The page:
Why accessibility is good for your business
Like everyone else, people with disabilities want to buy things and get involved in community life. If your business isn't accessible, you could be missing out on a significant number of customers.
Having an accessible business also ensures you obey the law. A person with a disability has the right to access any public area or place, including shops, restaurants, pubs, sporting venues, cinemas, government offices and banks. Not providing proper access to your business may be illegal under the Equal Opportunity Act 2010 and the Disability Discrimination Act 1992.
How can you improve accessibility?
Accessibility is not just about physical barriers such as steps. It also includes:
- how you treat people,
- assumptions you make about people,
- how you engage with people with speech difficulties, and who are hearing or vision impaired.
Here are some practical ways to improve the accessibility of your business:
- hire friendly, flexible staff
- use removable chairs
- have a step-less entry
- ensure there's enough space to move around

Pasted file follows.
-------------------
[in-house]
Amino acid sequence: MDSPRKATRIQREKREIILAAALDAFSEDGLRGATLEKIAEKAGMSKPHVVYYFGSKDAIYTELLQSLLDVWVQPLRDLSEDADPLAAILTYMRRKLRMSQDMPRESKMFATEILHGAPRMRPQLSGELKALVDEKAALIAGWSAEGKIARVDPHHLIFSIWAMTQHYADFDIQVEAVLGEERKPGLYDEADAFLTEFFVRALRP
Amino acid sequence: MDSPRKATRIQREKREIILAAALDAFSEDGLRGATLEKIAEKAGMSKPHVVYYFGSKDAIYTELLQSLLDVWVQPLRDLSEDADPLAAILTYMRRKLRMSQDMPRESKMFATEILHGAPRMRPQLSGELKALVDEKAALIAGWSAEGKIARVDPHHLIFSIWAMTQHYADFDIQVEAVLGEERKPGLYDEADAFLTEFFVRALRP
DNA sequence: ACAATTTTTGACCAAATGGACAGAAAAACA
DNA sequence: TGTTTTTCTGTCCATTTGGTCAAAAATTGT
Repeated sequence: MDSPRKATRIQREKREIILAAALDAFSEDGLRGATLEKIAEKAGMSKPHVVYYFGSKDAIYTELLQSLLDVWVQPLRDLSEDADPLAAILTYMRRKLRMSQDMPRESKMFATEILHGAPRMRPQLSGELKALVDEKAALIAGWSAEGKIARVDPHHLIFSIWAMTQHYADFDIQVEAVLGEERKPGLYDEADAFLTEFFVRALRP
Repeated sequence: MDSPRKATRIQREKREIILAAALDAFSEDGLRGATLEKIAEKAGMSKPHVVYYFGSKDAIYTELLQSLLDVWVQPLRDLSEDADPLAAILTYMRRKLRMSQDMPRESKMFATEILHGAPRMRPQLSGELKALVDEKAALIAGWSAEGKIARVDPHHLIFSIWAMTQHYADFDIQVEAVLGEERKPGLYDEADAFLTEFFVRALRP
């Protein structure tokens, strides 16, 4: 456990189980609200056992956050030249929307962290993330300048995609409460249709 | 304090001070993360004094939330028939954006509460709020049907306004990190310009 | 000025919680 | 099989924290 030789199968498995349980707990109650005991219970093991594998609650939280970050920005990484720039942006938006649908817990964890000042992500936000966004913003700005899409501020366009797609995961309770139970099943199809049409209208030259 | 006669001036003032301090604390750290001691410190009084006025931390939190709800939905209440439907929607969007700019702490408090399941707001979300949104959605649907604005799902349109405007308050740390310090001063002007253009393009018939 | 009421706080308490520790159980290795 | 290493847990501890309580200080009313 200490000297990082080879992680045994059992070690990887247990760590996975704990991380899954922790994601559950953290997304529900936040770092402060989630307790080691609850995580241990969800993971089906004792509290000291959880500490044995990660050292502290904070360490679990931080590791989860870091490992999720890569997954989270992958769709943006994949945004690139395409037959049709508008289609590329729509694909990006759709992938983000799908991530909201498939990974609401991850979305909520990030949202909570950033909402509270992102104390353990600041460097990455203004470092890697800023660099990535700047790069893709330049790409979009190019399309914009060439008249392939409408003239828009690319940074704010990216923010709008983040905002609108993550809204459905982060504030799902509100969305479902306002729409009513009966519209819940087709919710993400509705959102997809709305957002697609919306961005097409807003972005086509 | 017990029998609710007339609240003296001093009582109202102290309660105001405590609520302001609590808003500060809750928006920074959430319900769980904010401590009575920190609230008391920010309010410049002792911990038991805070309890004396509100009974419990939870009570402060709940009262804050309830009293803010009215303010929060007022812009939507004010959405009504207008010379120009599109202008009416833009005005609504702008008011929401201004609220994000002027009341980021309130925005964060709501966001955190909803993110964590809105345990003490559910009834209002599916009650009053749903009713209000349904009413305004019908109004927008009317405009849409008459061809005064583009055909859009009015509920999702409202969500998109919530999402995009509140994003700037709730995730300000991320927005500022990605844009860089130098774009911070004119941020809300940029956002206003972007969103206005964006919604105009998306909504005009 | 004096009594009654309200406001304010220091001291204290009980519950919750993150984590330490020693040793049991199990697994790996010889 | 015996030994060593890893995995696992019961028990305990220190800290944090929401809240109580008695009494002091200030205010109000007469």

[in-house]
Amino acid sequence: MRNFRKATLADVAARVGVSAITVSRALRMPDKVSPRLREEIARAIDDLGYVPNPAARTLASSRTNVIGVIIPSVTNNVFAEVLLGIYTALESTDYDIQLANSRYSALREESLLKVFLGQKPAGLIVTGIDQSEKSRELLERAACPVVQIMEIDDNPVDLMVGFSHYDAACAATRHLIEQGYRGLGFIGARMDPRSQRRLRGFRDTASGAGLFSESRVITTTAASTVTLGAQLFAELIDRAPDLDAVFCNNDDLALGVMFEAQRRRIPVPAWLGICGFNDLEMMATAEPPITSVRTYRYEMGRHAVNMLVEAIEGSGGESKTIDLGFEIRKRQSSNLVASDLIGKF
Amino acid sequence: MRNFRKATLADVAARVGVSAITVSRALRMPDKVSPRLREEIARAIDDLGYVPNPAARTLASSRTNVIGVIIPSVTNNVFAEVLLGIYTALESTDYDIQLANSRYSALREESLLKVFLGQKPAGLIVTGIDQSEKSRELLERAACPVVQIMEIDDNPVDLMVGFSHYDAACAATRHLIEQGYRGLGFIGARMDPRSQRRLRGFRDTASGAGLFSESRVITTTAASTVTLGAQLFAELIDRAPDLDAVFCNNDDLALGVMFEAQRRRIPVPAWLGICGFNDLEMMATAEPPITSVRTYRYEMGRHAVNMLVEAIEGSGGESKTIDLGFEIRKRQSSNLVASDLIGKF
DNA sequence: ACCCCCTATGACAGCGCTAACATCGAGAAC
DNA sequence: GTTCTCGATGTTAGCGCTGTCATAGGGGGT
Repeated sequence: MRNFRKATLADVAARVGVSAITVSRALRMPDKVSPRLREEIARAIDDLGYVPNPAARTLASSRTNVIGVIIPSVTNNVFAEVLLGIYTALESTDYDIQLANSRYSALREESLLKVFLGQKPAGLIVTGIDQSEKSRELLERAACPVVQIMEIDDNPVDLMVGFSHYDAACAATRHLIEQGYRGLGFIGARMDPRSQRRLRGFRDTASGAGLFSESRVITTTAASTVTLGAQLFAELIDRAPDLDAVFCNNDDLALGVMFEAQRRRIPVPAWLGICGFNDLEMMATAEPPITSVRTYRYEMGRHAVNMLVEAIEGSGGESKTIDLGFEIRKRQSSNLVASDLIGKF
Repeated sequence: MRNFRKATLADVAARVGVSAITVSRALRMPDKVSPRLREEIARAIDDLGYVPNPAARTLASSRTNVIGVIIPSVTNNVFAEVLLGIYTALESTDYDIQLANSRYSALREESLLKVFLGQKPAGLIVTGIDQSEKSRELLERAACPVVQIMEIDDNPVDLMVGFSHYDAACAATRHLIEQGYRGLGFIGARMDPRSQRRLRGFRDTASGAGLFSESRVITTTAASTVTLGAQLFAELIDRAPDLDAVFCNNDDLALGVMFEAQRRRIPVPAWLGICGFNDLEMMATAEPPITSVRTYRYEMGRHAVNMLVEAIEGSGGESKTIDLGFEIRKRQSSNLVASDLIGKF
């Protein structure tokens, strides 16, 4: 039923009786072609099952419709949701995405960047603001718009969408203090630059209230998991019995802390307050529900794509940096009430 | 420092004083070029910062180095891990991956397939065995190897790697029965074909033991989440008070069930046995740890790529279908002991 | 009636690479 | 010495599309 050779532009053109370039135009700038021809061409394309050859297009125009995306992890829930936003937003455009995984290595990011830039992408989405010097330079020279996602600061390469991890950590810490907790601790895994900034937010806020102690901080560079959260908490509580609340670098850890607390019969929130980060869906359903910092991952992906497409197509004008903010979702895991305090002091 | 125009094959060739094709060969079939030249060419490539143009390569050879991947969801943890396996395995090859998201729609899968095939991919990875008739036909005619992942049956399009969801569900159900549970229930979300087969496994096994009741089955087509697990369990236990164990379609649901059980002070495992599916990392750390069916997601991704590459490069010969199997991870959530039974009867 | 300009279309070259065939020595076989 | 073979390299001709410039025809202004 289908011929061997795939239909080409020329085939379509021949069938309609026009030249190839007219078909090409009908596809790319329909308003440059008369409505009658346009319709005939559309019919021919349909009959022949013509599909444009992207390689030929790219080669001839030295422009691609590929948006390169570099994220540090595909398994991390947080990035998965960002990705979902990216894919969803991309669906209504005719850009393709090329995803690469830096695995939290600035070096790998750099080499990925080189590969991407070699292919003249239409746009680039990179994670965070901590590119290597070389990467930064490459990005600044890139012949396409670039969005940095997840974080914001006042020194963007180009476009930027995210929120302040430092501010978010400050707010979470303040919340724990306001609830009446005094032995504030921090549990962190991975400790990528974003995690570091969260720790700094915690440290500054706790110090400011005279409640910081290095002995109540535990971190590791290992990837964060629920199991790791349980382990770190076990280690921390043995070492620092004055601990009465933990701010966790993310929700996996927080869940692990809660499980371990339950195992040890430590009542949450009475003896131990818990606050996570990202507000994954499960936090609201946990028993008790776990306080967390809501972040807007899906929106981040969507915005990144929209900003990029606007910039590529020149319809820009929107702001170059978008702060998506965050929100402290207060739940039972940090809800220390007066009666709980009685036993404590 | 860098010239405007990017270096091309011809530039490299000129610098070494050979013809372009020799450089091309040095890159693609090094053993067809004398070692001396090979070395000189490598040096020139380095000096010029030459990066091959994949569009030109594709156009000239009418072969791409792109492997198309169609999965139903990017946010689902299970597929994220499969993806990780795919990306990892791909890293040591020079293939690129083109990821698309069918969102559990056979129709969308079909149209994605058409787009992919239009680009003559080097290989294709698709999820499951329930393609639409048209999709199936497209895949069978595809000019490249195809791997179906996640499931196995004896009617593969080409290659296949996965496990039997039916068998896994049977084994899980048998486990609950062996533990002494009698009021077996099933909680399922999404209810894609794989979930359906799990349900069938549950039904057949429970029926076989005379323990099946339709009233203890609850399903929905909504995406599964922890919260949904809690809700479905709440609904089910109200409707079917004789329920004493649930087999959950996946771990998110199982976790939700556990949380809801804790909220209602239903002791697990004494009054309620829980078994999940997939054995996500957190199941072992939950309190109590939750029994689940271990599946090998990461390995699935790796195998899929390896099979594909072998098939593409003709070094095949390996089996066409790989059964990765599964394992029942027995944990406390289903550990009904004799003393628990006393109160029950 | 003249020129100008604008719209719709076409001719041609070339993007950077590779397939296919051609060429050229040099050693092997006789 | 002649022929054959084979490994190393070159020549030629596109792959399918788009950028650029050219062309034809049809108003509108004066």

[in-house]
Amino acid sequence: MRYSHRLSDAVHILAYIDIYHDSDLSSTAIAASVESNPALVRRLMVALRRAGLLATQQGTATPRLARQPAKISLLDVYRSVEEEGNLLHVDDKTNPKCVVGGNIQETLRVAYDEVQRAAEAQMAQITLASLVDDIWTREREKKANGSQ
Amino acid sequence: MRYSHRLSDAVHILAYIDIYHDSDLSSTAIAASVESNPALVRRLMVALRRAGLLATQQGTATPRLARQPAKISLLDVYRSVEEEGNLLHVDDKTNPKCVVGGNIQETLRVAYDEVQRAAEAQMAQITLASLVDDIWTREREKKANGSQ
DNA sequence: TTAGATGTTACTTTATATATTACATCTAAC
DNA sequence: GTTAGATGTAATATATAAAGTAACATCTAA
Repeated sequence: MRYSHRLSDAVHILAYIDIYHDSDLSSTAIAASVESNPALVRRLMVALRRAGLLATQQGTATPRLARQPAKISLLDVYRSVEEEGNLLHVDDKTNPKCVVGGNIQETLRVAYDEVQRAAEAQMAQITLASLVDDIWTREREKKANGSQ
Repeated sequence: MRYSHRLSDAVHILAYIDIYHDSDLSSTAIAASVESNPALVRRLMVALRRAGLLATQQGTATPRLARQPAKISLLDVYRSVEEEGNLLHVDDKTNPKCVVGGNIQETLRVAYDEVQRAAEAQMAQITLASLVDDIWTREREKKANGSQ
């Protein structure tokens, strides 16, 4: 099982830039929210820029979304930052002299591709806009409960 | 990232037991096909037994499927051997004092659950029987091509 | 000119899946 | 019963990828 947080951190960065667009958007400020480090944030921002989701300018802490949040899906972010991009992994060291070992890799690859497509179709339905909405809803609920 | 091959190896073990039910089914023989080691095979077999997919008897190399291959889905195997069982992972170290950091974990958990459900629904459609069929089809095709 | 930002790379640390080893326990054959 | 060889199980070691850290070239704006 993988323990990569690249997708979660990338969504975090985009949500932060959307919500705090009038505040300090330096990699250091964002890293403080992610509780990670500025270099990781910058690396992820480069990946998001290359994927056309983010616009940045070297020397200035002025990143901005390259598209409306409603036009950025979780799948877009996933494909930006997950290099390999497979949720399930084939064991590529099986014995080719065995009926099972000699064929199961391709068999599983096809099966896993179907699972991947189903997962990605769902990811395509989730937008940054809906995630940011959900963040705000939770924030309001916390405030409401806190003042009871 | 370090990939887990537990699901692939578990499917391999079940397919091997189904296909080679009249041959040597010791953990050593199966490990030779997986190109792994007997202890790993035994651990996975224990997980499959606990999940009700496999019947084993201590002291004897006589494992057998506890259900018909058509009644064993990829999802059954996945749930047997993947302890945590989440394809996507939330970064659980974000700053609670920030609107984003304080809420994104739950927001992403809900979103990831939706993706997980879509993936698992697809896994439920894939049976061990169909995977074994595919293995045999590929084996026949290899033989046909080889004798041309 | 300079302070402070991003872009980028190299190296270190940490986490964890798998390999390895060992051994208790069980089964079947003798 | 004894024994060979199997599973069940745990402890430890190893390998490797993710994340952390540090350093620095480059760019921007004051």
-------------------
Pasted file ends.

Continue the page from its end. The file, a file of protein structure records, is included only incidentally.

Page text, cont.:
- use levels on doors, rather than round doorknobs
- don't over-service by removing control from the customer
- consider the extra time it may take some customers to do or say things
For more information, including a self-assessment of your business, visit the Victorian Equal Opportunity and Human Rights Commission's Come in, we're accessible page.
What are we doing?
We've worked with a number of other councils to develop the YouMeUs — Achieving Inclusion program. This offers tools to train your staff and volunteers to enhance inclusive practices in the workplace.
For more information, visit our YouMeUs page.
We've also produced four videos with tips on improving accessibility and attracting more customers with a disability to your business.
Each video has key messages on four main areas: